Monday, April 28, 2014

It's Not Gold In New Mexico. It's E.T.

It looks like New Mexico overruled their local environment board's decision to not let Lightbox Entertainment dig up a plot in the desert where, supposedly, Atari buried a bunch of games that never sold. Or the EPA sped up their research time and gave the green light. I'm going to go with the former given the EPA's history.

But man, the internet went nuts yesterday after the urban legend was officially confirmed as crew members started pulling up Atari cartridges of E.T. and other games from a landfill outside of Alamogordo, new Mexico. Part of the reason that a film crew wanted to dig up the trench is to go along with Microsoft's new streaming gaming series about the history of, well, games. Atari makes up a big chunk of our past and how video games came to be, and it's only appropriate to give it a full treatment of beginning to end. And that means digging holes in the desert.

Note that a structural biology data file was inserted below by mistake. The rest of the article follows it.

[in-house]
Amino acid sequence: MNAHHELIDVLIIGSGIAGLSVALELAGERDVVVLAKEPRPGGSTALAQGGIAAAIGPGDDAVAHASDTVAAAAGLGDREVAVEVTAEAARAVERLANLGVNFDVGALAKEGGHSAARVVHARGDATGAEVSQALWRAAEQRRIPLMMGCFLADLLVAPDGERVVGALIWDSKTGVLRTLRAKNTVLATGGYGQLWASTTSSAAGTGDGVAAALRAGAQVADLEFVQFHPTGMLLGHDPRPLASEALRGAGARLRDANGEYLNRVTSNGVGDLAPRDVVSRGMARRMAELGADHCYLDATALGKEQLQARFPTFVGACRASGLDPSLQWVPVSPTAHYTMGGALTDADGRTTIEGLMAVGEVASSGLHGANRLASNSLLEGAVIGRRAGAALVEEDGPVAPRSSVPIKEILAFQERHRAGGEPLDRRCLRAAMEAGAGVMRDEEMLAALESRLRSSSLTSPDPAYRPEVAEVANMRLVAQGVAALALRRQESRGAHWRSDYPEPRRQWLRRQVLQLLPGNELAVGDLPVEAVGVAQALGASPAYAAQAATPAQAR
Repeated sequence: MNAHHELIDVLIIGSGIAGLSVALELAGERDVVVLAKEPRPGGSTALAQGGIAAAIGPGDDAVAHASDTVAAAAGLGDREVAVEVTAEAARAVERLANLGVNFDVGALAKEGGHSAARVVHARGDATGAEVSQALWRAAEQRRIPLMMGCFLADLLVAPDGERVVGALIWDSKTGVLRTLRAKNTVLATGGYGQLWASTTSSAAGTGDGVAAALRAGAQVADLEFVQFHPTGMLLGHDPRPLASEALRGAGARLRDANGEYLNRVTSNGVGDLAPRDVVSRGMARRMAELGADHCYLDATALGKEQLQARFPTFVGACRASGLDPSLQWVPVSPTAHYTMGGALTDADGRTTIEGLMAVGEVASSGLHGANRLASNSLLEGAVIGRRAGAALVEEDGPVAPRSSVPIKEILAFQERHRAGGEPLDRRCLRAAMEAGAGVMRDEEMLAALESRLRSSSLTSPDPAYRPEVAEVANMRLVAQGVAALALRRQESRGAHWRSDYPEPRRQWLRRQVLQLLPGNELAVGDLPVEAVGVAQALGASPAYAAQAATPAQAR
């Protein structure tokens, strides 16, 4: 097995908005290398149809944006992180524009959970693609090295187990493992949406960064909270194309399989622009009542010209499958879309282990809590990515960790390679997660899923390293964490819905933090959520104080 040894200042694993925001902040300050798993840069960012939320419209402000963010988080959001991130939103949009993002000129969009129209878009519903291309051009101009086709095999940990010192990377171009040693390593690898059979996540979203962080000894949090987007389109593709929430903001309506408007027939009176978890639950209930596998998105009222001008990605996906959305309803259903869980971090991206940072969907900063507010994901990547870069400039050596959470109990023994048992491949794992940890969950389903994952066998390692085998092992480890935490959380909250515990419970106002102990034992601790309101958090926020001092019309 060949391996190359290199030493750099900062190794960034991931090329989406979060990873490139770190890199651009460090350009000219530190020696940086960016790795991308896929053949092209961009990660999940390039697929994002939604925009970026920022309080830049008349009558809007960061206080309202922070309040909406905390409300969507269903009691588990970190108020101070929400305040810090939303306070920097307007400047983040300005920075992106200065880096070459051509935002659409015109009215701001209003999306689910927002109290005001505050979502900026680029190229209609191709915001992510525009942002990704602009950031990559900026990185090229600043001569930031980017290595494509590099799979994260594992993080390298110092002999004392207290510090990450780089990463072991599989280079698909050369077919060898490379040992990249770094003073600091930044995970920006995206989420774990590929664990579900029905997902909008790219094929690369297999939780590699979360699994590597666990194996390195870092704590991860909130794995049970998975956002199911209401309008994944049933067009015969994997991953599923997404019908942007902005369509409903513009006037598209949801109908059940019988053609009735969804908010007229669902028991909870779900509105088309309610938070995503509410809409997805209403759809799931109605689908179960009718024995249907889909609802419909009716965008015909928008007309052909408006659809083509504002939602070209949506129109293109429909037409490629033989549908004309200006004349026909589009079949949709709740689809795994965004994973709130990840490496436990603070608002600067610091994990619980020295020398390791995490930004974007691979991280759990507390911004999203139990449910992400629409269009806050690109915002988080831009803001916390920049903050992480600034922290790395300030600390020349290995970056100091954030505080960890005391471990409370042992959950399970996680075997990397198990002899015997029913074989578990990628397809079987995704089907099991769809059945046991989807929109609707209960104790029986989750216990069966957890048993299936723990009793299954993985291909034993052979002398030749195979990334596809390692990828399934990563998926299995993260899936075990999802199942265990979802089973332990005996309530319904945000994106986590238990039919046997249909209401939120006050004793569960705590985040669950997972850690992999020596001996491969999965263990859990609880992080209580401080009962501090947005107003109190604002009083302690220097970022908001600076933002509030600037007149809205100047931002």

The first questions people were asking when the initial image went to Twitter? Are the games still playable? Probably not given how long they have been sitting in a hole, having been damaged by the elements of nature. And Larry Hryb, one of the creator's of the original XBox who was on-hand at the dig, and members of the film crew believe that this is the case. Though it doesn't seem like anyone has actually tested it yet. Let's get on that people! We're curious! It's also believed that nearly 750,000 cartridges are in that landfill. They won't be allowed to dig up all of them at this time, but it's something to postulate - that the scale of gaming was so large in 1982, they had 750 thousand games to get rid of when it all came down. They grew too big, too fast, and paid for it.

Best of luck to Lightbox as they finish up their documentary. They're one step closer, now.

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